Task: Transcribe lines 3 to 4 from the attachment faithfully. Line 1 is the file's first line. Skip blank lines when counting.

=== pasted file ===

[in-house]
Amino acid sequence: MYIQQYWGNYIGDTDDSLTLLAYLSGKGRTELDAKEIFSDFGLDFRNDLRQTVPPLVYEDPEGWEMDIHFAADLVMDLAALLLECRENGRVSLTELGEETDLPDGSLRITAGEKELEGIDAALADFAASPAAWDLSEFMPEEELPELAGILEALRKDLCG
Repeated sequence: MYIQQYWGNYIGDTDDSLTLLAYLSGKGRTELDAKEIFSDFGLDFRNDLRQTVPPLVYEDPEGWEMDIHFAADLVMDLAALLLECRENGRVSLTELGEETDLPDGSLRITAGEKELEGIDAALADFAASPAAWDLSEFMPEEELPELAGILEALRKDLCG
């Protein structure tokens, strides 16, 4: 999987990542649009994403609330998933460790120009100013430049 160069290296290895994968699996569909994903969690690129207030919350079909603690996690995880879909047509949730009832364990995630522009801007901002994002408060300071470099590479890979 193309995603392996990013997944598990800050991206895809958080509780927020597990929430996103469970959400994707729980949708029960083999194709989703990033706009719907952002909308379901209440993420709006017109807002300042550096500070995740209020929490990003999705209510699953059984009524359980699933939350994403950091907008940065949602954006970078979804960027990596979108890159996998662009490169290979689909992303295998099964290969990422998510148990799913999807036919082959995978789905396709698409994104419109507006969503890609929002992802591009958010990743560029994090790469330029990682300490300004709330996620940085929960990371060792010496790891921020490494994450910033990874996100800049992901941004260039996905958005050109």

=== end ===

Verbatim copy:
Repeated sequence: MYIQQYWGNYIGDTDDSLTLLAYLSGKGRTELDAKEIFSDFGLDFRNDLRQTVPPLVYEDPEGWEMDIHFAADLVMDLAALLLECRENGRVSLTELGEETDLPDGSLRITAGEKELEGIDAALADFAASPAAWDLSEFMPEEELPELAGILEALRKDLCG
């Protein structure tokens, strides 16, 4: 999987990542649009994403609330998933460790120009100013430049 160069290296290895994968699996569909994903969690690129207030919350079909603690996690995880879909047509949730009832364990995630522009801007901002994002408060300071470099590479890979 193309995603392996990013997944598990800050991206895809958080509780927020597990929430996103469970959400994707729980949708029960083999194709989703990033706009719907952002909308379901209440993420709006017109807002300042550096500070995740209020929490990003999705209510699953059984009524359980699933939350994403950091907008940065949602954006970078979804960027990596979108890159996998662009490169290979689909992303295998099964290969990422998510148990799913999807036919082959995978789905396709698409994104419109507006969503890609929002992802591009958010990743560029994090790469330029990682300490300004709330996620940085929960990371060792010496790891921020490494994450910033990874996100800049992901941004260039996905958005050109």